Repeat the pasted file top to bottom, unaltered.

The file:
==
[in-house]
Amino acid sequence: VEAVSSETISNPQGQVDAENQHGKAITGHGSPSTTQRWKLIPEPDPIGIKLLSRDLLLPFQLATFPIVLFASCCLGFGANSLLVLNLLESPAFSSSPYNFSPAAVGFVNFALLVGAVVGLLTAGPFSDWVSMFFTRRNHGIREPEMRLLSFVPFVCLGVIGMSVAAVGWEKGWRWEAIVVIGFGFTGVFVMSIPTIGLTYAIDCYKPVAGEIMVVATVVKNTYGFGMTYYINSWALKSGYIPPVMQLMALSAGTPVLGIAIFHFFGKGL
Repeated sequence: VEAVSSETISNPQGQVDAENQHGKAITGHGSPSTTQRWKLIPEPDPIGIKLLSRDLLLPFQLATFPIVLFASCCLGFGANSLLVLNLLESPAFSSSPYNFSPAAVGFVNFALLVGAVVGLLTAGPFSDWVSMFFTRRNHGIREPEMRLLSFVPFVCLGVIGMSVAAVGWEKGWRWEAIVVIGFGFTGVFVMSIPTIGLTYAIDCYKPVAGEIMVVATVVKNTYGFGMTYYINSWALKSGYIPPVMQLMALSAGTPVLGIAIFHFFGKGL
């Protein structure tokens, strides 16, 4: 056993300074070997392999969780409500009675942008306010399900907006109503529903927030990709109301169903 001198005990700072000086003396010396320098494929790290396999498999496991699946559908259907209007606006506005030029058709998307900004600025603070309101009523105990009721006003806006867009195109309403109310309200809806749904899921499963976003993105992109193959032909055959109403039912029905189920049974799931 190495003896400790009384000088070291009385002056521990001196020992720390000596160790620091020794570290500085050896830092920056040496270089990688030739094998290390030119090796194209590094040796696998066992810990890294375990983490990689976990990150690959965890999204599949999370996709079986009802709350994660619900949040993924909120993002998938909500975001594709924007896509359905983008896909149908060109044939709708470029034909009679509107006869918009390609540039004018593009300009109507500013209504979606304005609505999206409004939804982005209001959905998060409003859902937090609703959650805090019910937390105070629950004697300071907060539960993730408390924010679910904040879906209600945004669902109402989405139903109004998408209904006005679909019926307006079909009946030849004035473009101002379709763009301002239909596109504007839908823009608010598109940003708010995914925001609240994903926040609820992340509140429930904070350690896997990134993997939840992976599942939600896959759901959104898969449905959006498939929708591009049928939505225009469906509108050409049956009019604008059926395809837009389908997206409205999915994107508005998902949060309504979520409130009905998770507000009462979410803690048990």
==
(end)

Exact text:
[in-house]
Amino acid sequence: VEAVSSETISNPQGQVDAENQHGKAITGHGSPSTTQRWKLIPEPDPIGIKLLSRDLLLPFQLATFPIVLFASCCLGFGANSLLVLNLLESPAFSSSPYNFSPAAVGFVNFALLVGAVVGLLTAGPFSDWVSMFFTRRNHGIREPEMRLLSFVPFVCLGVIGMSVAAVGWEKGWRWEAIVVIGFGFTGVFVMSIPTIGLTYAIDCYKPVAGEIMVVATVVKNTYGFGMTYYINSWALKSGYIPPVMQLMALSAGTPVLGIAIFHFFGKGL
Repeated sequence: VEAVSSETISNPQGQVDAENQHGKAITGHGSPSTTQRWKLIPEPDPIGIKLLSRDLLLPFQLATFPIVLFASCCLGFGANSLLVLNLLESPAFSSSPYNFSPAAVGFVNFALLVGAVVGLLTAGPFSDWVSMFFTRRNHGIREPEMRLLSFVPFVCLGVIGMSVAAVGWEKGWRWEAIVVIGFGFTGVFVMSIPTIGLTYAIDCYKPVAGEIMVVATVVKNTYGFGMTYYINSWALKSGYIPPVMQLMALSAGTPVLGIAIFHFFGKGL
């Protein structure tokens, strides 16, 4: 056993300074070997392999969780409500009675942008306010399900907006109503529903927030990709109301169903 001198005990700072000086003396010396320098494929790290396999498999496991699946559908259907209007606006506005030029058709998307900004600025603070309101009523105990009721006003806006867009195109309403109310309200809806749904899921499963976003993105992109193959032909055959109403039912029905189920049974799931 190495003896400790009384000088070291009385002056521990001196020992720390000596160790620091020794570290500085050896830092920056040496270089990688030739094998290390030119090796194209590094040796696998066992810990890294375990983490990689976990990150690959965890999204599949999370996709079986009802709350994660619900949040993924909120993002998938909500975001594709924007896509359905983008896909149908060109044939709708470029034909009679509107006869918009390609540039004018593009300009109507500013209504979606304005609505999206409004939804982005209001959905998060409003859902937090609703959650805090019910937390105070629950004697300071907060539960993730408390924010679910904040879906209600945004669902109402989405139903109004998408209904006005679909019926307006079909009946030849004035473009101002379709763009301002239909596109504007839908823009608010598109940003708010995914925001609240994903926040609820992340509140429930904070350690896997990134993997939840992976599942939600896959759901959104898969449905959006498939929708591009049928939505225009469906509108050409049956009019604008059926395809837009389908997206409205999915994107508005998902949060309504979520409130009905998770507000009462979410803690048990």